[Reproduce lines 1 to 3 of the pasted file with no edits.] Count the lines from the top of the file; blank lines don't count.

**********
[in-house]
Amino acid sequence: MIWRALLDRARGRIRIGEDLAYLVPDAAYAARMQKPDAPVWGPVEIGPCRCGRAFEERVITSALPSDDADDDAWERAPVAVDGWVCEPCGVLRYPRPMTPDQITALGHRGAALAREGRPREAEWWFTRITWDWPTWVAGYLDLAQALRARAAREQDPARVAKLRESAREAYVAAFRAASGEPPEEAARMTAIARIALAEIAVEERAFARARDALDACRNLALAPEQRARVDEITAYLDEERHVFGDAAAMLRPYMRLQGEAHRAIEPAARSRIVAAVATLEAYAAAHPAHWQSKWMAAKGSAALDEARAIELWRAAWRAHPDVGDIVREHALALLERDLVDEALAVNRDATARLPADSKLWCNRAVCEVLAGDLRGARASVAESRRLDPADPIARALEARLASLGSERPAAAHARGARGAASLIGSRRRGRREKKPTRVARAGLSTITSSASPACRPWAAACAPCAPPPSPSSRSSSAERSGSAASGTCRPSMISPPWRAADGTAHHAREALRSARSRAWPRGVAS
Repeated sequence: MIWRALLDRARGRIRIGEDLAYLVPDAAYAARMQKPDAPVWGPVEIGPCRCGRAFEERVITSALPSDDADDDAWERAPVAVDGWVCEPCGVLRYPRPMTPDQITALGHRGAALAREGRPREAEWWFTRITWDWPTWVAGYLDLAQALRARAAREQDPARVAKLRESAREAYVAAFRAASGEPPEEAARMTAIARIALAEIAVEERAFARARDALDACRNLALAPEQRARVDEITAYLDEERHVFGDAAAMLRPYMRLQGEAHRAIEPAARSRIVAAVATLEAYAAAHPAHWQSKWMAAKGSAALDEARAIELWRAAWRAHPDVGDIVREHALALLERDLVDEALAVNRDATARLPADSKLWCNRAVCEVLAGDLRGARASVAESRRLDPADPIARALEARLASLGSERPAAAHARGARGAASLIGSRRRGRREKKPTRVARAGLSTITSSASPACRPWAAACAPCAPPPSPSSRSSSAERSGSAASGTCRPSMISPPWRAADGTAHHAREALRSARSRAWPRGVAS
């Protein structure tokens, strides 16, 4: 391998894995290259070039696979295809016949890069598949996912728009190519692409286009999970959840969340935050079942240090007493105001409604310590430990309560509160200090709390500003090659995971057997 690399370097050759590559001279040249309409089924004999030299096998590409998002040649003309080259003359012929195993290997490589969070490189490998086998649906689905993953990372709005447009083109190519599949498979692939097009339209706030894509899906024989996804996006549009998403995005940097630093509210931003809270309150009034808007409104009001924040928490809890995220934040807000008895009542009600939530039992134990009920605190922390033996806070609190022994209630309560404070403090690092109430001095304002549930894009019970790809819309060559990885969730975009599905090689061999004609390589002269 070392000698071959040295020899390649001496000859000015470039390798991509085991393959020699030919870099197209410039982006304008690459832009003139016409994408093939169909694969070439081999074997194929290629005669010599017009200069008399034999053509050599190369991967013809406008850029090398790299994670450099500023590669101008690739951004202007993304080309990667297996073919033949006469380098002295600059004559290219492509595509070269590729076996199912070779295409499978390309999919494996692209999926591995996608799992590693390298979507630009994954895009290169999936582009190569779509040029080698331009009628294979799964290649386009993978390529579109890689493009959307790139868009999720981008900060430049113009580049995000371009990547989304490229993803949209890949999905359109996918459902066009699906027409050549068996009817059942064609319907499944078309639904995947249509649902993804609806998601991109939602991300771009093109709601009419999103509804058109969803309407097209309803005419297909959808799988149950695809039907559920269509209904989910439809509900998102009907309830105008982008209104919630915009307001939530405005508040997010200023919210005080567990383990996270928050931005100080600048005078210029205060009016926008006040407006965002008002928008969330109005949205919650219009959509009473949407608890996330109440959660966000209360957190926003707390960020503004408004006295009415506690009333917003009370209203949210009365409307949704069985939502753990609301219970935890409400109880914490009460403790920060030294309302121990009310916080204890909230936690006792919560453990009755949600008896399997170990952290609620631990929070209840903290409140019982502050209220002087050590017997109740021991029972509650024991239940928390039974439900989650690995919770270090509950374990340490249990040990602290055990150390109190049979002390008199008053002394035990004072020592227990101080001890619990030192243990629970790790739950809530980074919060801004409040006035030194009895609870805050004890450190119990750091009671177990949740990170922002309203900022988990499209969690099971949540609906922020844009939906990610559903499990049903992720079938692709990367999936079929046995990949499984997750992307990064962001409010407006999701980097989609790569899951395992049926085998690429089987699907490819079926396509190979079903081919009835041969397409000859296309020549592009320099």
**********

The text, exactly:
[in-house]
Amino acid sequence: MIWRALLDRARGRIRIGEDLAYLVPDAAYAARMQKPDAPVWGPVEIGPCRCGRAFEERVITSALPSDDADDDAWERAPVAVDGWVCEPCGVLRYPRPMTPDQITALGHRGAALAREGRPREAEWWFTRITWDWPTWVAGYLDLAQALRARAAREQDPARVAKLRESAREAYVAAFRAASGEPPEEAARMTAIARIALAEIAVEERAFARARDALDACRNLALAPEQRARVDEITAYLDEERHVFGDAAAMLRPYMRLQGEAHRAIEPAARSRIVAAVATLEAYAAAHPAHWQSKWMAAKGSAALDEARAIELWRAAWRAHPDVGDIVREHALALLERDLVDEALAVNRDATARLPADSKLWCNRAVCEVLAGDLRGARASVAESRRLDPADPIARALEARLASLGSERPAAAHARGARGAASLIGSRRRGRREKKPTRVARAGLSTITSSASPACRPWAAACAPCAPPPSPSSRSSSAERSGSAASGTCRPSMISPPWRAADGTAHHAREALRSARSRAWPRGVAS
Repeated sequence: MIWRALLDRARGRIRIGEDLAYLVPDAAYAARMQKPDAPVWGPVEIGPCRCGRAFEERVITSALPSDDADDDAWERAPVAVDGWVCEPCGVLRYPRPMTPDQITALGHRGAALAREGRPREAEWWFTRITWDWPTWVAGYLDLAQALRARAAREQDPARVAKLRESAREAYVAAFRAASGEPPEEAARMTAIARIALAEIAVEERAFARARDALDACRNLALAPEQRARVDEITAYLDEERHVFGDAAAMLRPYMRLQGEAHRAIEPAARSRIVAAVATLEAYAAAHPAHWQSKWMAAKGSAALDEARAIELWRAAWRAHPDVGDIVREHALALLERDLVDEALAVNRDATARLPADSKLWCNRAVCEVLAGDLRGARASVAESRRLDPADPIARALEARLASLGSERPAAAHARGARGAASLIGSRRRGRREKKPTRVARAGLSTITSSASPACRPWAAACAPCAPPPSPSSRSSSAERSGSAASGTCRPSMISPPWRAADGTAHHAREALRSARSRAWPRGVAS